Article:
Posted by | November 11, 2009 15:29 | Filed under: Top Stories

Secret payments of $1 million to Iraqi officials, approved by the contractor Blackwater, were intended to bribe them into silence and gain their support after the company’s security guards fatally shot 17 civilians and wounded dozens more in Baghdad in 2007. On September 16, 2007, Blackwater personnel opened fire on Iraqi civilians at Nisour Square. Automatic weapons fire sprayed indiscriminately, according to investigators. Grenades were launched into a nearby school.  Four former company officials say then-president Gary Jackson (above, l) approved the bribes.

Then-Blackwater Vice Chairman Cofer Black (c) is said to have confronted founder Erik Prince (r) who did not deny the claims.

Blackwater approved the cash payments in December 2007, [former company] officials said, as protests over the deadly shootings in Nisour Square stoked long-simmering anger inside Iraq about reckless practices by the security company’s employees. American and Iraqi investigators had already concluded that the shootings were unjustified, top Iraqi officials were calling for Blackwater’s ouster from the country, and company officials feared that Blackwater might be refused an operating license it would need to retain its contracts with the State Department and private clients, worth hundreds of millions of dollars annually.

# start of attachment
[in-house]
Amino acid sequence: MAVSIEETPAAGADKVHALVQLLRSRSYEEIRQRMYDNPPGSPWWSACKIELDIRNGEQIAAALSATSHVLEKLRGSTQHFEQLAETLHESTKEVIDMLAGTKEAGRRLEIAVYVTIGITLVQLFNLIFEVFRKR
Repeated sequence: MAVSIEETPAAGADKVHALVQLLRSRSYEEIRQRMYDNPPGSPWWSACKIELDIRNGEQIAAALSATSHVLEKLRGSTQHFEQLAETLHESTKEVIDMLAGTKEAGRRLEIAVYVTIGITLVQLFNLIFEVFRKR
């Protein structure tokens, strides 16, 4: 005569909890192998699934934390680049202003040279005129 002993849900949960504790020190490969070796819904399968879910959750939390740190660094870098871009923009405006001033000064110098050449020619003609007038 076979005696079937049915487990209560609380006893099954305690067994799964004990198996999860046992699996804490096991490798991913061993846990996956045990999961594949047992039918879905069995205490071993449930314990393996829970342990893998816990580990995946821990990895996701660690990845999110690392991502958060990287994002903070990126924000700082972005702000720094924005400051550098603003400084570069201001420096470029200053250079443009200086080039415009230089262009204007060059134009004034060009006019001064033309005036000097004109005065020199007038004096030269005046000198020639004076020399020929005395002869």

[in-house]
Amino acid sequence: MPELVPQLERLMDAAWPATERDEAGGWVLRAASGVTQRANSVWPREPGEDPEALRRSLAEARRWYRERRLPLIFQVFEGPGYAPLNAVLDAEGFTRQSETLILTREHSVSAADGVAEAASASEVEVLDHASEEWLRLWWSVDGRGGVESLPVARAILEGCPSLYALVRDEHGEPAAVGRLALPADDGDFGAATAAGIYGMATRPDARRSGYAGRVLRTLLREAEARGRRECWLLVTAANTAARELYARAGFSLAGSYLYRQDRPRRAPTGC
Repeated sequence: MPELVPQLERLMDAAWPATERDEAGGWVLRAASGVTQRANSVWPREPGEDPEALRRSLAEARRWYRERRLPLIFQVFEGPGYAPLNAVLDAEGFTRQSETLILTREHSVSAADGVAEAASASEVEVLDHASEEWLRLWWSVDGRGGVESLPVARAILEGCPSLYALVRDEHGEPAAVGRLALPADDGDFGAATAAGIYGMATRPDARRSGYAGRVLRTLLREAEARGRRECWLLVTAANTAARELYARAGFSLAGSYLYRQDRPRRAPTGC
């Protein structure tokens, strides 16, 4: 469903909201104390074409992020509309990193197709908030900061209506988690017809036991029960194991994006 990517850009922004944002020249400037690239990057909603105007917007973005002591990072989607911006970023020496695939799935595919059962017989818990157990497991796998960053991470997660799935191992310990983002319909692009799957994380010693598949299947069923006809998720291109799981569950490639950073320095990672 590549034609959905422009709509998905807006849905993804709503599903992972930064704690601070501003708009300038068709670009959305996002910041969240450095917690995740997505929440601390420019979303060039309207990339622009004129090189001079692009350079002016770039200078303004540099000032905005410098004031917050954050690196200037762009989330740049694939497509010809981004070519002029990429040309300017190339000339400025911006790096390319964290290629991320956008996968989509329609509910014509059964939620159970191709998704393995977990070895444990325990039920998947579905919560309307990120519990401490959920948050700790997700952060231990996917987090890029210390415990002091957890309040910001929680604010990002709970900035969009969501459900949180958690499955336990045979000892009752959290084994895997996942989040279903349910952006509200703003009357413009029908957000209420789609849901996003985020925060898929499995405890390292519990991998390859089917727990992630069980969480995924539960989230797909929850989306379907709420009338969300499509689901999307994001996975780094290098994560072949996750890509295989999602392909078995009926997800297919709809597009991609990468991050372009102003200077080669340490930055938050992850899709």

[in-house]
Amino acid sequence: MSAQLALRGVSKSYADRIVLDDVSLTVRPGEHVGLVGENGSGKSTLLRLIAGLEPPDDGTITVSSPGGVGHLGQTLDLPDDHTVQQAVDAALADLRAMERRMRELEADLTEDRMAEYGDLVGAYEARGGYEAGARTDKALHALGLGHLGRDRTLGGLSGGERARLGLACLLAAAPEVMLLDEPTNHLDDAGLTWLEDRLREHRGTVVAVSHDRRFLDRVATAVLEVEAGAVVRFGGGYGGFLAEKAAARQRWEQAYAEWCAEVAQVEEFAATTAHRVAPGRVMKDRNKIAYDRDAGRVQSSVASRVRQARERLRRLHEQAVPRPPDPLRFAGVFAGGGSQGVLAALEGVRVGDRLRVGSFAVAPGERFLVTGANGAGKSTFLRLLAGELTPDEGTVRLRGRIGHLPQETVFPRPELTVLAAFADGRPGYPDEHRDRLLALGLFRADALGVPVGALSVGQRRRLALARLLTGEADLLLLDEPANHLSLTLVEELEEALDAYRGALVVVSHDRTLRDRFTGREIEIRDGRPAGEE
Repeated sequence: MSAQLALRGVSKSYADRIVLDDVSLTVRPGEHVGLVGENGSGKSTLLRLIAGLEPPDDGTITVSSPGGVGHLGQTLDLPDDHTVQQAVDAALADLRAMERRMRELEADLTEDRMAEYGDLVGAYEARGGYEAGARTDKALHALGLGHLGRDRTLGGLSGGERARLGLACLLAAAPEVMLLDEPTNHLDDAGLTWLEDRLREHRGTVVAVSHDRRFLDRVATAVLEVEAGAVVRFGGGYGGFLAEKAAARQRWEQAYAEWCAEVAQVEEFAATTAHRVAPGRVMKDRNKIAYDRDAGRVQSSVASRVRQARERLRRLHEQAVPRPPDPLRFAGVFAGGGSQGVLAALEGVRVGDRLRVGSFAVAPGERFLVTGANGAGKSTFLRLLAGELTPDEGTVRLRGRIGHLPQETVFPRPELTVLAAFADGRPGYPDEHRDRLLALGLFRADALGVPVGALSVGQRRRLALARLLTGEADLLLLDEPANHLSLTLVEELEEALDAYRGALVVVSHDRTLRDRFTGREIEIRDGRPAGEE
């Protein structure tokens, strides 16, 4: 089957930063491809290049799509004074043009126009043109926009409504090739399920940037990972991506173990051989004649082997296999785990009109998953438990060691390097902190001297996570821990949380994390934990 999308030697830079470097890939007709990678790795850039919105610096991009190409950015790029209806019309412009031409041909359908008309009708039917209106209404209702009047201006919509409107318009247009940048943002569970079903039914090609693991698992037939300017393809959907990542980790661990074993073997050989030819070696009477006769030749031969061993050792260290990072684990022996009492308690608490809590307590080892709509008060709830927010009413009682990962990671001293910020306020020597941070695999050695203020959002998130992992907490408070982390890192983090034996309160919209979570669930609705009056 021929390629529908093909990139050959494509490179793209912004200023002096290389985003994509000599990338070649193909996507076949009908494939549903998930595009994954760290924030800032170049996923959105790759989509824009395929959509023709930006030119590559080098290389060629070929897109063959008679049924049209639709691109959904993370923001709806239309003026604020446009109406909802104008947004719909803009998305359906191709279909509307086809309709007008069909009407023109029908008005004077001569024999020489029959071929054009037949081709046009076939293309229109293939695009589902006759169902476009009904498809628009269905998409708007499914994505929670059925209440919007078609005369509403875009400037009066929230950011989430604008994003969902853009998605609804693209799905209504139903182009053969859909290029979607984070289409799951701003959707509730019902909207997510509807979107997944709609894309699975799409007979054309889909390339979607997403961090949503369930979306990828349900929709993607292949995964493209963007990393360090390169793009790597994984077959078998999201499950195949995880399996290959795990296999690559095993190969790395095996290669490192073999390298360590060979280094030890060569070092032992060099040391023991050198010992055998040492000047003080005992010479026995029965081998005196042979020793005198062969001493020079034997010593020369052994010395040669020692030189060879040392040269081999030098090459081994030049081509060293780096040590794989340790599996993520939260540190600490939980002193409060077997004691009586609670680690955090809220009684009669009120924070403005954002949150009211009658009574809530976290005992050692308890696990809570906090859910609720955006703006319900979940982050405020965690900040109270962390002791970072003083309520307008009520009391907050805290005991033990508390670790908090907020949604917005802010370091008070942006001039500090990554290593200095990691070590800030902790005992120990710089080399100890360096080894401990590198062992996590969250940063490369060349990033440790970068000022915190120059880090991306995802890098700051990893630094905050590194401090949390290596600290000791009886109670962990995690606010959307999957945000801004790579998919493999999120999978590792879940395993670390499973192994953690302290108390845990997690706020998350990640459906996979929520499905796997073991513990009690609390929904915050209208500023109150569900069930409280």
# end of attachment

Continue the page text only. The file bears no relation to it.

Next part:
Stacy DeLuke, a spokeswoman for the company, now called Xe Services, dismissed the allegations as “baseless” and said the company would not comment about former employees. Mr. Black did not respond to telephone calls and e-mail messages seeking comment.


Reached by phone, Mr. Jackson, who resigned as president early this year, criticized The New York Times and said, “I don’t care what you write.”




Five Blackwater guards involved in the shooting are facing federal manslaughter charges, and their trial is scheduled to start in February in Washington. A sixth guard pleaded guilty in December. The company has never faced criminal charges in the case, although the Iraqi victims brought a civil lawsuit in federal court against Blackwater and Mr. Prince.



Separately, a federal grand jury in North Carolina, where the company has its headquarters, has been conducting a lengthy investigation into it. One of the former executives said that he had told federal prosecutors there about the plan to pay Iraqi officials to drop their inquiries into the Nisour Square case. If Blackwater followed through, the company or its officials could face charges of obstruction of justice and violating the Foreign Corrupt Practices Act, which bans bribes to foreign officials.

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Copyright 2009 Liberaland
By: Alan

Alan Colmes is the publisher of Liberaland.